LCA calls for detained lawyers’ release
One year on from the ‘709 crackdown’, the Law Council of Australia has urged the Department of Foreign Affairs and Trade to increase its efforts to convince the Chinese government to release detained lawyers.
The Law Council of Australia (LCA) and the International Bar Association continue to be concerned with China’s respect for the rule of law and a rules-based international order.
Since the 709 crackdown commenced on 9 July 2015, at least 319 lawyers, law firm staff, activists and their family members have been targeted.
The LCA has continued to urge the Department of Foreign Affairs and Trade (DFAT) to negotiate with the Chinese government to release the 23 lawyers and activists still in detention, end the torture and mistreatment of those detained, remove the travel bans against 39 people and stop the harassment of the families of lawyers.
“The 709 crackdown is a clear violation of human rights and the Law Council of Australia will continue to be active in international efforts to redress the situation,” said Stuart Clark AM, president of the LCA.
“The scale of this crackdown is larger than any other targeting the legal profession in China in recent years. Consistent with the Basic Principles on the Role of Lawyers, it is vital for every nation to have an independent legal profession which can practise without fear of reprisal.”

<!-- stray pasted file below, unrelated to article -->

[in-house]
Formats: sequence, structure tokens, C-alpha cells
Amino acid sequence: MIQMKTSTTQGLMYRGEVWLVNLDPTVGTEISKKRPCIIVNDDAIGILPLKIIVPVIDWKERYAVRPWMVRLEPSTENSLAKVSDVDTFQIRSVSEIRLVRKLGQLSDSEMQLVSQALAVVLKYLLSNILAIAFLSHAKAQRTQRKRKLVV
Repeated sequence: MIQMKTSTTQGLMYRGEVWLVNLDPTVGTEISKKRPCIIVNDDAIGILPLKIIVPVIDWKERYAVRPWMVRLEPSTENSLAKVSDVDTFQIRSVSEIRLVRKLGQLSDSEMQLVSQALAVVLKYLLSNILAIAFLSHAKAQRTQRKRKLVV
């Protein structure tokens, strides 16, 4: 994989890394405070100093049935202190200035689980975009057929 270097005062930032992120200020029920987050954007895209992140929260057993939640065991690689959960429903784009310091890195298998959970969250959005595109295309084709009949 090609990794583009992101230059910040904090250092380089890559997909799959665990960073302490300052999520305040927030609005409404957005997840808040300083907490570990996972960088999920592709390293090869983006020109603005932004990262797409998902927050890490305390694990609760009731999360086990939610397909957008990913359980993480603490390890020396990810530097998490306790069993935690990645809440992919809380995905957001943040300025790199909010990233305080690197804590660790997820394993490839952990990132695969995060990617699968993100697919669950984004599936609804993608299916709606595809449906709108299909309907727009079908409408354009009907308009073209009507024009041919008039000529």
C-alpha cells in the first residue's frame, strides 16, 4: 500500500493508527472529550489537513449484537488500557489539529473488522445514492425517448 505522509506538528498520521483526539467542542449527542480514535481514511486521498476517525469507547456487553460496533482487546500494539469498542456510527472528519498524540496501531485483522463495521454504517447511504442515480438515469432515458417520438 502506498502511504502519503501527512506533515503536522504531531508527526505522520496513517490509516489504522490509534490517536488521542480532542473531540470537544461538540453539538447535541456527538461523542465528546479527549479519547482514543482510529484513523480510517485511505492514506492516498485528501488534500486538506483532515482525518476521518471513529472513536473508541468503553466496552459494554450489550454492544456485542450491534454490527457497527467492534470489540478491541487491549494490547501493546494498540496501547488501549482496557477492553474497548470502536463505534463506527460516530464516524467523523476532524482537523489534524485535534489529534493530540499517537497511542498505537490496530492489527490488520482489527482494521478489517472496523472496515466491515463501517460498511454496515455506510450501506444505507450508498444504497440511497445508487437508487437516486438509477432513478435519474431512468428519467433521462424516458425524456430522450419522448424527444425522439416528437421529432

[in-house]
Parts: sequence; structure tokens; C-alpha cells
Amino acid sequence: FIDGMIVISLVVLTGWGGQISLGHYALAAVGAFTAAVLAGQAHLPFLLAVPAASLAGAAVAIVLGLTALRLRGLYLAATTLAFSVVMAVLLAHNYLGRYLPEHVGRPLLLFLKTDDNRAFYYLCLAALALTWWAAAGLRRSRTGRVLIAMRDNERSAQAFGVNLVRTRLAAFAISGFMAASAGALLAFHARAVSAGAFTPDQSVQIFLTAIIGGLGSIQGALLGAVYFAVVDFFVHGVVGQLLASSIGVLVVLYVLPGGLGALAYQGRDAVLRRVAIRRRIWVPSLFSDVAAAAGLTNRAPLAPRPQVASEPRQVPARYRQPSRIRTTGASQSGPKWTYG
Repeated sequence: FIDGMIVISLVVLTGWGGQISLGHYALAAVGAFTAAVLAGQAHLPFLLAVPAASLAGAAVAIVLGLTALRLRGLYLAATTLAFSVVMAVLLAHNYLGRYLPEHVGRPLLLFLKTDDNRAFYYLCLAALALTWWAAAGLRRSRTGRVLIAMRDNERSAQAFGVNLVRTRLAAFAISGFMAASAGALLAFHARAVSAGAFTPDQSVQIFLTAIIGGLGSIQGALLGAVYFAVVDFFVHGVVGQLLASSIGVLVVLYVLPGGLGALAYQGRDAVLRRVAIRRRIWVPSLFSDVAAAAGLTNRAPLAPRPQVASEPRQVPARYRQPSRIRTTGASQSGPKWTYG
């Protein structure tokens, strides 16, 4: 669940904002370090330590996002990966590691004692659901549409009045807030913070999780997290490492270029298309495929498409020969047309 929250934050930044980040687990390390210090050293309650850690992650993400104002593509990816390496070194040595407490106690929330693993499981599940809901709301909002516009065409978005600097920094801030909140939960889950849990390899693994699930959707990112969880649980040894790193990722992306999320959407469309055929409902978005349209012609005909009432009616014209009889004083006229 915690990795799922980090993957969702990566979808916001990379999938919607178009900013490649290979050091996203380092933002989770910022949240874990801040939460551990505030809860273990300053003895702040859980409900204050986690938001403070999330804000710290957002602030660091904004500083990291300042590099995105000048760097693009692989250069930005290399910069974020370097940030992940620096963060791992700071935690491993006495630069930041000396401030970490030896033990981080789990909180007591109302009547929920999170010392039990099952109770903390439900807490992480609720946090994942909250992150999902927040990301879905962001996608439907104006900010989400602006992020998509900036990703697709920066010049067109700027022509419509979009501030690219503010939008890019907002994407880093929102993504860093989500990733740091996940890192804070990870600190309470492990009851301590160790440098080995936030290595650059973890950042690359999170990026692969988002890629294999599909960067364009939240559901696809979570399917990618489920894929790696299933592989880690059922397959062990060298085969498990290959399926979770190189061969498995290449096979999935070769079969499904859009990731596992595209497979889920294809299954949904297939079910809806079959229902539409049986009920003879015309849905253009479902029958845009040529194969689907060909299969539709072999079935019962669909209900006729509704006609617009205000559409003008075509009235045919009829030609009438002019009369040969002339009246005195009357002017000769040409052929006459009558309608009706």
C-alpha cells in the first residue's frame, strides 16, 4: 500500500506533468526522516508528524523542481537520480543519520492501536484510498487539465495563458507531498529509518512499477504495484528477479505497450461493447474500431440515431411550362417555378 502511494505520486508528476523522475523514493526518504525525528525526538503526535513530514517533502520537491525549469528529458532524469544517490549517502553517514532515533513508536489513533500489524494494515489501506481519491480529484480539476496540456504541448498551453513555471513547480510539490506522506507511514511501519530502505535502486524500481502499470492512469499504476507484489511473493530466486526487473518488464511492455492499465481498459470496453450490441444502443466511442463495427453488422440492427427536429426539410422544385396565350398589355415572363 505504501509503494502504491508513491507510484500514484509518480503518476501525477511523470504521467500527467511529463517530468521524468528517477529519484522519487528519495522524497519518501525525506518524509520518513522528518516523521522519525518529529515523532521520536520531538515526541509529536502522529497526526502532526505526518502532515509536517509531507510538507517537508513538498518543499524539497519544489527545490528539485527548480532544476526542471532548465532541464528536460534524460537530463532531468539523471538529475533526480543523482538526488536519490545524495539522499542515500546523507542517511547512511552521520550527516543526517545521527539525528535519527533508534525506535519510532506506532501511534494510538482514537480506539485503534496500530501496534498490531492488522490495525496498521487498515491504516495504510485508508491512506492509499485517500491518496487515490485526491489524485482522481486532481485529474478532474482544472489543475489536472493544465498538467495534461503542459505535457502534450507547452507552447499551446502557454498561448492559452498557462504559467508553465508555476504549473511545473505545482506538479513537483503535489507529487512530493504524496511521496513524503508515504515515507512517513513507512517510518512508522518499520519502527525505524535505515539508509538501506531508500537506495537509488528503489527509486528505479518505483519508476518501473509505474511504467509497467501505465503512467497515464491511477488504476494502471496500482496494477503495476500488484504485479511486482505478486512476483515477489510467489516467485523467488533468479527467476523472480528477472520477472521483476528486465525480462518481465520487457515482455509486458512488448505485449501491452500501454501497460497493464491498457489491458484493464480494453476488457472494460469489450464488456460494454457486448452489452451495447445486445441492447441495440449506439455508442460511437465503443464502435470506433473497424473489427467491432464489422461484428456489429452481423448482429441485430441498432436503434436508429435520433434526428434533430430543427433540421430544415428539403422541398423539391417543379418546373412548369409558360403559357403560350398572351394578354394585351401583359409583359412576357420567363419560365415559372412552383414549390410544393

Mr Clark emphasised that since China is Australia’s top bilateral trading partner, the crackdown raised concerns that sudden and arbitrary retribution exists for lawyers practising in China.
“Adherence to a rules-based international order is essential for retaining confidence in the service sector, which in turn sustains robust trade relations,” he said.
“Attacking lawyers, regardless of what field they practise in, creates uncertainty and threatens those relationships.”
The LCA has said it appreciates the Australian government’s advocacy to date, in particular a joint statement with 11 other countries at the 31st session of the Human Rights Council on 10 March 2016, which expressed concerns about China’s deteriorating human rights record, with reference to the arrests and detention of lawyers.
The LCA has encouraged further multilateral efforts and called for a joint statement by like-minded governments condemning the attacks on the legal profession in China and requesting the release of those still detained.
“Both the Australian legal profession and the Australian community as a whole have an interest in ensuring that the Chinese legal system is robust, fair and impartial,” Mr Clark said.
In an interview with Lawyers Weekly earlier this year, Mr Clark said Australia’s relationship with China is a delicate one, but that issues must be raised in order to bring about change.
The LCA also raised concerns over the proposed Australia-China Extradition Treaty earlier this year.